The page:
TAVOY was the third of the Burman missions: its establishment being due to a suggestion of the first native Burman preacher, who proposed to make a missionary journey there in 1827. Here that great work amongst the Karens commenced; here the first Karen preacher was baptized, and near Tavoy Mr. Mason performed his first official act as a missionary in baptizing thirty-four Karens. It is nearly two hundred miles distant from Maulmain and thirty-five miles from the sea, on Tavoy River. Its population at the opening of the mission, April 18th, 1828, was about 6,000; it is in British Burma and a stronghold, of idolatry. Two converts soon formed the nucleus of the Church, and a missionary spirit possessed the converts, who visited many villages far and near with the word of life. The Karens of the vicinity held a tradition that at some time messengers from the West would bring to them a revelation from God. Hence, they were prepared to receive our missionaries with open arms and to accept their message. The printing-press was located at Tavoy for some time, and a chapel was built in the town, not far from the grave of Boardman. The Karen Church in the town is weak, but many Churches exist in the forest and jungle, some miles away. Mr. Morrow is the faithful missionary to the Karens there, and his wife, an educated physician, is his efficient helper. The Tavoy Association numbers 23 Churches, 950 members, 11 ordained and 10 unordained preachers, and 13 schools. The second war between Burma and Great Britain, 1852, was brief, but had an important influence on the missionary work. It resulted in the annexation of a large portion of Southern Burma to the British realm in India, which opened a wider field for preaching and relieved the converts from the fear of persecution by a heathen government; our mission in Burma, therefore, took a sudden expansion. New stations were commenced in Tonngoo, on the Sitang River, Henthada, and other places, and many triumphs crowned the labors of our brethren. Toungoo, one of the new stations, opened by Dr. Mason in 1853, was one of the most fruitful in converts. The zeal of Sail Quala, a native preacher, was awakened through a man from Toungoo, who had been converted three years previously. The second day after the beginning of the mission, a hundred Burmans called on Dr. Mason to inquire about the new religion, and in a few weeks found several disciples. Ill health compelled Dr. Mason to leave for the United States for a time; but the mission, left in charge of San Quala, seemed to be blessed with a new Pentecost. Active, faithful, wise and energetic, this native preacher took a broad field, planned prudently, superintended efficiently, and commended himself to all by his self-denying labors. In the first year of the mission 741 were baptized. Within a year and nine months he had administered the ordinance to 1,860 converts and formed 28 churches, while hundreds of converts were still waiting to be baptized. In 1856 zayats were erected in forty villages, where the people had renounced idolatry, and ten native preachers in the district were supported by the Maulmain Missionary Society. In a single month of 1857 Mr. Whitaker baptized 233 converts; two Associations were organized, and various Karen tribes were brought under Christian influences. Dr. Mason died in 1874. Mr. Bunker, Mr. Eveleth, Dr. Cross and others, had in the meantime, joined the station. Dr. Mason had translated the whole Bible into Sgaii Karen, and later, Mr. Brayton translated it into Pwo Karen. Dr. Mason, being a man of scientific tendencies, contributed largely to the knowledge of natural history in the Burman empire. The mission in and about Toungoo numbers 102 native preachers, 110 Churches, and 3,869 members. From this point the mission to the Shans began, and the Bible has been translated into Shan by Dr. Gushing. The statistics of 1886 give 144 churches, 4,788 members, and 84 native preachers.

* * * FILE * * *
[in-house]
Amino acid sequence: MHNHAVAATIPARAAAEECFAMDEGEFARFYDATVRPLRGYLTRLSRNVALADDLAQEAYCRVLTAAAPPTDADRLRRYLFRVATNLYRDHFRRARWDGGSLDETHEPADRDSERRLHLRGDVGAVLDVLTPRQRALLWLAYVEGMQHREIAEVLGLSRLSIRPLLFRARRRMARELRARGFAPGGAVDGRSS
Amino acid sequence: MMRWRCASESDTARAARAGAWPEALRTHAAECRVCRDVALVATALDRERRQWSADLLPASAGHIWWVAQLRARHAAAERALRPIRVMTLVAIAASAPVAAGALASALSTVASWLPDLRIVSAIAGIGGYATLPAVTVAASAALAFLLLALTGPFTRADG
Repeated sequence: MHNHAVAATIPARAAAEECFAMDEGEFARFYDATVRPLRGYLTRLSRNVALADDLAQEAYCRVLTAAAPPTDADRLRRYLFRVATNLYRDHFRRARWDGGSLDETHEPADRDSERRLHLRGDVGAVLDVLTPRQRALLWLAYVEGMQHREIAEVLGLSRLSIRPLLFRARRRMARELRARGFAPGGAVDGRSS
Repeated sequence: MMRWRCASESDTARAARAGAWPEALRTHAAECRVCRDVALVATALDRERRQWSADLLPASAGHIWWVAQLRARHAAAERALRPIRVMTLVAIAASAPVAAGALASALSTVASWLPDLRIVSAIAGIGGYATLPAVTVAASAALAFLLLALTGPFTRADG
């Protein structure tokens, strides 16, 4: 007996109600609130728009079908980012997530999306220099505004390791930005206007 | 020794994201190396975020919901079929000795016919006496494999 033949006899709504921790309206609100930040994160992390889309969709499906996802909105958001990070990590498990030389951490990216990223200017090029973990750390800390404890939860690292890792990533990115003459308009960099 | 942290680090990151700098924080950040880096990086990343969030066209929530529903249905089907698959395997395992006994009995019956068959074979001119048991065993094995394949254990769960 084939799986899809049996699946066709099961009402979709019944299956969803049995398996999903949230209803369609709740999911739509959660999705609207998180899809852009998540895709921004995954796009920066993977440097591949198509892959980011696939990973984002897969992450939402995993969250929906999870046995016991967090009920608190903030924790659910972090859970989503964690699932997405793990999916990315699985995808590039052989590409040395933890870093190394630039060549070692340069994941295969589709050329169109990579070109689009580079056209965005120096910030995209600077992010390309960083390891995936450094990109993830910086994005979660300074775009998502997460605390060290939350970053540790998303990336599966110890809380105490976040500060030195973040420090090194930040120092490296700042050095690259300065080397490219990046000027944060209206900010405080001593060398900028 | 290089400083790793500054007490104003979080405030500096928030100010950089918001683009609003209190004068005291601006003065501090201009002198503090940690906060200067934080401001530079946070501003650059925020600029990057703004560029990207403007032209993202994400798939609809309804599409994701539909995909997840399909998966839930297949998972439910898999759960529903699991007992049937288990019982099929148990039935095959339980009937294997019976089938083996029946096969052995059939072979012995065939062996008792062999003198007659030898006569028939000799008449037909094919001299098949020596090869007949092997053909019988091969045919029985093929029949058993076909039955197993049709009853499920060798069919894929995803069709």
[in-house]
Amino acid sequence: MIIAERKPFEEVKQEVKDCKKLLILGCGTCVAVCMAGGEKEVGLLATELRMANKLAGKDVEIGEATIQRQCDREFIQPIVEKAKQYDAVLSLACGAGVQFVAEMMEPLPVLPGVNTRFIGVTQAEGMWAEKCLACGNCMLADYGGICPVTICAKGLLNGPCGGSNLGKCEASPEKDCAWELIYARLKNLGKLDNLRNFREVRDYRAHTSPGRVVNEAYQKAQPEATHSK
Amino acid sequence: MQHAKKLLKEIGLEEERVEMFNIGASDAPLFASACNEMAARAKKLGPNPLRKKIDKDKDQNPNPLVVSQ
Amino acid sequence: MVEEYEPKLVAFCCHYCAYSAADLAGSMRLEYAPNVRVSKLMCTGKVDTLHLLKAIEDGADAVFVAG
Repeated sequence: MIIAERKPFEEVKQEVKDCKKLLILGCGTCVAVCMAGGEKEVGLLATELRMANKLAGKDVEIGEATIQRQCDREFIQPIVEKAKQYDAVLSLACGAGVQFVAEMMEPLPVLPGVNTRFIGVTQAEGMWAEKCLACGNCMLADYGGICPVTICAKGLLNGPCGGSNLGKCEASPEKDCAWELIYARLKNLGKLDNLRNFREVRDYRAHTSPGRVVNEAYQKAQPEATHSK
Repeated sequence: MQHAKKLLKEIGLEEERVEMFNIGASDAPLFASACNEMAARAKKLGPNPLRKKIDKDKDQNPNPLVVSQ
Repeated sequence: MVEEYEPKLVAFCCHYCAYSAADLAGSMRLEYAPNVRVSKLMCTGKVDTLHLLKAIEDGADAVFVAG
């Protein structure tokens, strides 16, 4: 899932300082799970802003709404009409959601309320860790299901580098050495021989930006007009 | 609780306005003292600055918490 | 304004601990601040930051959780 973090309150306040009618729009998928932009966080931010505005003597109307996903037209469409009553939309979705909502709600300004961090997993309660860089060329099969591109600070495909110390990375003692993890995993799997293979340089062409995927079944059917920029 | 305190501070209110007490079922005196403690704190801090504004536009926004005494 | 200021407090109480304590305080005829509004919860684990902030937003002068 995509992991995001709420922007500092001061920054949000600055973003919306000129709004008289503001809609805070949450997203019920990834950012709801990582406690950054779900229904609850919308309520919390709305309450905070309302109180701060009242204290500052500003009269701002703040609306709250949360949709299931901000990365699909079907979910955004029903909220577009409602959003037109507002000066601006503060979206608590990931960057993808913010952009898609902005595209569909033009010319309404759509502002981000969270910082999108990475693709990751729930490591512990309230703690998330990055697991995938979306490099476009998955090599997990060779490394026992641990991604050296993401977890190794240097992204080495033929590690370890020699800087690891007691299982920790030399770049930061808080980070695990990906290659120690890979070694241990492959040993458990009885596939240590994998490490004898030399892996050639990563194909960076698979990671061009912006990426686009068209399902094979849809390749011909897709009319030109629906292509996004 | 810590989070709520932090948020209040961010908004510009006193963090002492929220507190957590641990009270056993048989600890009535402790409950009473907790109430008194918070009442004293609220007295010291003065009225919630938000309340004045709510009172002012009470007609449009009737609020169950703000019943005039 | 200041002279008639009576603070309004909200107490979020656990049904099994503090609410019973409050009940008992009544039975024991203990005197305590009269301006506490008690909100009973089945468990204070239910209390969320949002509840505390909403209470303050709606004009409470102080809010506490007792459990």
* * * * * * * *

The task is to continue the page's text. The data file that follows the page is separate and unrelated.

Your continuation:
HENTHADA was opened as a mission station after the war of 1852. Mr. Thomas was the first missionary to the Karens of this mission, and Mr. Crawley to the Burmans. At first many of the natives, attracted by curiosity, thronged as visitors to the missionaries, who, after the Gospel was introduced, became zealous converts; for at the end of the first year the Karen department reported 8 churches and 150 members. At the end of ten years, the mission reported 751 Burman converts and five preachers. Mr. Thomas instructed a class of twenty or more native helpers every year, during the rains, and kept the charge of his field twelve or thirteen years, traveling in every part of his district, preaching and baptizing constantly, enjoying almost a perpetual revival.